Chief U.S. arms negotiator Richard Burt said Tuesday that President Bush plans to take advantage of the Soviet Union's increased willingness to allow verification of nuclear weapons reductions.
The Strategic Arms Reduction Talks resumed Monday in Geneva after a seven-month recess.Bush proposed in Washington on Monday that the United States and Soviet Union begin testing verification procedures during negotiations on reducing long-range nuclear forces, rather than waiting until a pact is completed.
Such steps could involve trial inspections at each other's missile sites and discussions about equipment needed for verification, which Bush said could be the most complex issue facing negotiators.
"We have noticed that the Soviets have taken a much more open and constructive approach on verification in recent years," Burt said at a news conference.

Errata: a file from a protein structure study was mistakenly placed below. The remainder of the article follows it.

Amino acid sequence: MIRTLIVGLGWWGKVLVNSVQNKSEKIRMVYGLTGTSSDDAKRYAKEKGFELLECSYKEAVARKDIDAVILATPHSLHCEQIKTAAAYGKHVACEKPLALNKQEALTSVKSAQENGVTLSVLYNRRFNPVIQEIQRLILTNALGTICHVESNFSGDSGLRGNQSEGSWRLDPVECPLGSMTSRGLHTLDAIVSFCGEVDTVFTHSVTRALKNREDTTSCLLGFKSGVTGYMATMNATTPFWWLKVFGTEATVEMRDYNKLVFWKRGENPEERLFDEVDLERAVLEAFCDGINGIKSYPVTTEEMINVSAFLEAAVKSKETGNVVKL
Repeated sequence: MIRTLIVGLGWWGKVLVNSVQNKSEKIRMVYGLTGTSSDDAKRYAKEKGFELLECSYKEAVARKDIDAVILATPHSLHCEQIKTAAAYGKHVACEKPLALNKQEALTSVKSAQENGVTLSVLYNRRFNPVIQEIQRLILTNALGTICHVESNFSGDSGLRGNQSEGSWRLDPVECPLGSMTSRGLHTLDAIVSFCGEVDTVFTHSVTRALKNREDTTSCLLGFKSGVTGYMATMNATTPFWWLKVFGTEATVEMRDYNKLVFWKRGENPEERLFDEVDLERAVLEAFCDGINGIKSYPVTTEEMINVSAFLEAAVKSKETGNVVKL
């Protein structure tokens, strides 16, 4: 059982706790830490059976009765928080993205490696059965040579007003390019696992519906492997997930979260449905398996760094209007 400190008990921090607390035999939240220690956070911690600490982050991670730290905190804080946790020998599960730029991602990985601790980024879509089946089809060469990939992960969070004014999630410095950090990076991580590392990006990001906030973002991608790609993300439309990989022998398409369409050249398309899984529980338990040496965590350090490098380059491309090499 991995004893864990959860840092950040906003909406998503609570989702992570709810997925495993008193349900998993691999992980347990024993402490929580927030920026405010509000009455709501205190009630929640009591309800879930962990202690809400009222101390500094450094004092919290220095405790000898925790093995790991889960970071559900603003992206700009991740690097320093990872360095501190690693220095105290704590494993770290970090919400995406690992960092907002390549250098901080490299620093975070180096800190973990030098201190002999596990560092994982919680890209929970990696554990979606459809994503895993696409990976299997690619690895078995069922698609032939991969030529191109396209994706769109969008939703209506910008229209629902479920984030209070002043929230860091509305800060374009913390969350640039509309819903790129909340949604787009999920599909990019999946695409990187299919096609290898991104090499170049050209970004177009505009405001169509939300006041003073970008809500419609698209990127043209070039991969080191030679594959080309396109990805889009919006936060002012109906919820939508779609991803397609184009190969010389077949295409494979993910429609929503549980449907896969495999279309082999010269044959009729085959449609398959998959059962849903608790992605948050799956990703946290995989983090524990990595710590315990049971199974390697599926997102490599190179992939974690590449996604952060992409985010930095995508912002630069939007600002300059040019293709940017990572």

He declined to discuss Bush's proposals in detail.
Tuesday's editions of the Washington Post quoted an unidentified official in Washington as saying negotiators plan to suggest round-the-clock monitoring of some ballistic missile factories and on-site checks of missile warheads, to start before any new agreement. The proposal also was reported to include a ban on some missile flight tests.
Burt said that another aim of Bush's plan is to build support for Senate ratification of a future arms treaty.
Several superpower arms control treaties, including the 1979 SALT II pact on limiting long-range nuclear arsenals, remained unratified because the Senate decided the verification provisions were lax.
Reiterating the White House position, Burt said progress on verification would not become a condition in the START talks.
"We will continue to move on all fronts," he said. "We are not proposing these measures as a take-it-or-leave-it package."